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EnviroNorth > All Regions > Weeds > Rubber vine

Rubber vine

Overview

A native of Madagascar, rubbervine (Cryptostegia grandiflora) was introduced as an ornamental garden plant in the 1860s, because of its glossy, dark-green leaves, pretty flowers and attractive venation. Rubbervine rapidly became a pest, spreading its seed by wind, floodwaters, and in mud sticking to animals and machinery. It was also widely planted in the Charters Towers region of north Queensland during World War II as an alternative source of rubber production, when supplies from South East Asia were disrupted. However these plans never came to fruition, and rubbervine today is very dense around this area.

Rubbervine shrouds trees alongside the Burdekin River, north Queensland.
Photo: Kate O'Donnell

In fact, a 1989 survey estimated that some 600,000 hectares were already affected in Queensland alone, and there is the potential to infest around 60 million hectares of northern Australia, or 20 per cent of the landmass.

Impact on environment

An aggressive climbing woody shrub, the plant can reach a height of 5 metres in a year, while the tendrils of an established plant can grow 5 metres in a month. Rubbervine favours watercourses where it forms impenetrable thickets, preventing animals from reaching the water to drink. It can also completely smother native plant communities, and causes soil erosion. It is highly toxic to stock, though unpalatable.

Management

Rubbervine control is a continuous, long-term process involving a combination of mechanical, chemical and biological means. Control programs also need to be an integral part of the land management of infested areas.

Click here to read about rubbervine in North East Queensland or to see a recent list of research findings on rubbervine click here .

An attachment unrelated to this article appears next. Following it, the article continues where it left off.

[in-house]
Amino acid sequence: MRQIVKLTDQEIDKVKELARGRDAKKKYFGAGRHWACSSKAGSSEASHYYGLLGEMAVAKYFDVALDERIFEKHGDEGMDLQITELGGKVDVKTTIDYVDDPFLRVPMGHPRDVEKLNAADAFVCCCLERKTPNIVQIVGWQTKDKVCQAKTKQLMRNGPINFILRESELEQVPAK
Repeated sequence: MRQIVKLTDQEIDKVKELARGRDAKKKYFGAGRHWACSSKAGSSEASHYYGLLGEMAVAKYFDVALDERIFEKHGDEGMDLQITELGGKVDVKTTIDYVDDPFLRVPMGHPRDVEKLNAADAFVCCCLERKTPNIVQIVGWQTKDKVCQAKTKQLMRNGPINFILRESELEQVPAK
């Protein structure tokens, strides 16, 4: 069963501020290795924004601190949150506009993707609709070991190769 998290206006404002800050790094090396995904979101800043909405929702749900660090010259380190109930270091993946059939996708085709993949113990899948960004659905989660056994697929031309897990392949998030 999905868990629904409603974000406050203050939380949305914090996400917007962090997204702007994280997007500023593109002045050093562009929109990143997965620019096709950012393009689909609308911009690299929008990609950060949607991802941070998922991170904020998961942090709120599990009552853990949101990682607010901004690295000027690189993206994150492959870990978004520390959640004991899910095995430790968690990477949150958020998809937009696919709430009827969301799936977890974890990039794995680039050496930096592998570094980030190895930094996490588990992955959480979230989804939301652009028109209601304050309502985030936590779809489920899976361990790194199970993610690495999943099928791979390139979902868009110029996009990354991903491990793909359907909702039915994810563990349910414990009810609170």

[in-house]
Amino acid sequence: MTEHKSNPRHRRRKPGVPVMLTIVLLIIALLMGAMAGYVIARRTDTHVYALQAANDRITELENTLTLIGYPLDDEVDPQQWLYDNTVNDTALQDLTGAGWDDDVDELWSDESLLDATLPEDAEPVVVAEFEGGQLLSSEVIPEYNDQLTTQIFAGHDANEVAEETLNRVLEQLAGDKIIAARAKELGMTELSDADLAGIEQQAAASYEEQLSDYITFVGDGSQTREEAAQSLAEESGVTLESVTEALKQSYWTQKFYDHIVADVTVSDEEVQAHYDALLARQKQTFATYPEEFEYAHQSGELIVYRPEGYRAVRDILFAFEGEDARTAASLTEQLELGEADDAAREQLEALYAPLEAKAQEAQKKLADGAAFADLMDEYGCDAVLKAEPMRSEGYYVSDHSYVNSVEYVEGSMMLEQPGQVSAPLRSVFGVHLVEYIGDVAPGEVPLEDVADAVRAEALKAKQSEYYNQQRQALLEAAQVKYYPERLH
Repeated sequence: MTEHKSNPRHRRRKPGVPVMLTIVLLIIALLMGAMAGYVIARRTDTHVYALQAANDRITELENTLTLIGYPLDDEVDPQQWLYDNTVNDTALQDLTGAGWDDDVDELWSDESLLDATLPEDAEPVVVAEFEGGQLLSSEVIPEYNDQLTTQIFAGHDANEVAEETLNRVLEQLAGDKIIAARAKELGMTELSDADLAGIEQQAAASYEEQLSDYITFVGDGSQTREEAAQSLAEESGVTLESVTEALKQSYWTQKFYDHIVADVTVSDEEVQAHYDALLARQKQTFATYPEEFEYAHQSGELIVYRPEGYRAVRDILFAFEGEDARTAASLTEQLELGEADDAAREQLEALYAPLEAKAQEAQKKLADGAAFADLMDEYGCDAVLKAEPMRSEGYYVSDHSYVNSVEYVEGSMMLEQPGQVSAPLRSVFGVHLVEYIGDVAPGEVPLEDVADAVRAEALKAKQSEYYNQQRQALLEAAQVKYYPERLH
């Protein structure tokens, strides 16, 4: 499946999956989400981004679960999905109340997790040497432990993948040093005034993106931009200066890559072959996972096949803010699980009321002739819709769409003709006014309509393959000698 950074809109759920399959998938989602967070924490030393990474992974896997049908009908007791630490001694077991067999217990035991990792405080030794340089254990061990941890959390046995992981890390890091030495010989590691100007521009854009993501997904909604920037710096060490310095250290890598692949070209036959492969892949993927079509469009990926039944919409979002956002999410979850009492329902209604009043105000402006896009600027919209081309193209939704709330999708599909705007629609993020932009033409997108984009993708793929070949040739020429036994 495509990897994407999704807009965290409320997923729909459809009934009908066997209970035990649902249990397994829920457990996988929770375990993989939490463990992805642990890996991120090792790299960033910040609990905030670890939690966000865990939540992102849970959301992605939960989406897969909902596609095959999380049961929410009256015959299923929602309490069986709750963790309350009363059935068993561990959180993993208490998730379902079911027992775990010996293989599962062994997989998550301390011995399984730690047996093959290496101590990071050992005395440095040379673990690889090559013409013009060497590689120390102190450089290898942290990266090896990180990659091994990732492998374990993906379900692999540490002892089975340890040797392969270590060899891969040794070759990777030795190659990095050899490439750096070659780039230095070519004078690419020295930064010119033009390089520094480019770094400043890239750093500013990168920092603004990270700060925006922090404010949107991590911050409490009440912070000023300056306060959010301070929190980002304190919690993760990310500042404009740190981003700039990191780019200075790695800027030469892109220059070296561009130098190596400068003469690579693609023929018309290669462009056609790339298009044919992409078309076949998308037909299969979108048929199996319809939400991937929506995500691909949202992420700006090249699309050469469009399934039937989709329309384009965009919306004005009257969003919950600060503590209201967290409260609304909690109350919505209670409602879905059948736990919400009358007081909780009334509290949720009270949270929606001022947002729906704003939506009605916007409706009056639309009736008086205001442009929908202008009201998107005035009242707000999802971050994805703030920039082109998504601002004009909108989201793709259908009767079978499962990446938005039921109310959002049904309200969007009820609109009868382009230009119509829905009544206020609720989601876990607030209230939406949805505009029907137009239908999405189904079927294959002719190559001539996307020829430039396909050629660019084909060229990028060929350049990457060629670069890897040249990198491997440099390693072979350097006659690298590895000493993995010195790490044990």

Articles

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Fire and Weed Management

Weeds and the use of fire for their management in the tropical savannas [read more...]

Fire burns out large-scale riparian threat

Rubbervine research in Queensland has shown fire to be an effective control method. From Savanna Links, Issue 22, May - July 2002 [read more...]

Fire in the management of rubbervine-infested riparian communities of northern Australia

Project Leader: Dr Tony Grice CSIRO Sustainable Ecosystems Townsville Queensland Project 3 3 2 Summary | Application of research | Research Progress | Interactions between fire and grazing | Effect of fire on fauna |… [read more...]

Information resources for Rubber Vine Cryptostegia grandiflora and Madagascar Rubber Vine C. madagascariensis

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New manual targets rubbervine

RUBBERVINE one of Queensland’s most insidious and devastating weeds is the focus of a new manual by the state’s Department of Natural Resources Managing Rubber Vine describes practical approaches backed up by research and… [read more...]

Rubber vine and fire

by Tony Grice CSIRO Sustainable Ecosystems From Savanna Burning — Understanding and Using Fire in Northern Australia Tropical Savannas CRC Darwin 2001 Rubber vine ( Cryptostegia grandiflora ) is… [read more...]

The Impact of Fire on Rubber Vine

Outlines the potential impact of the spread of Rubber Vine into the Northern Territory, also contains links for further information. [read more...]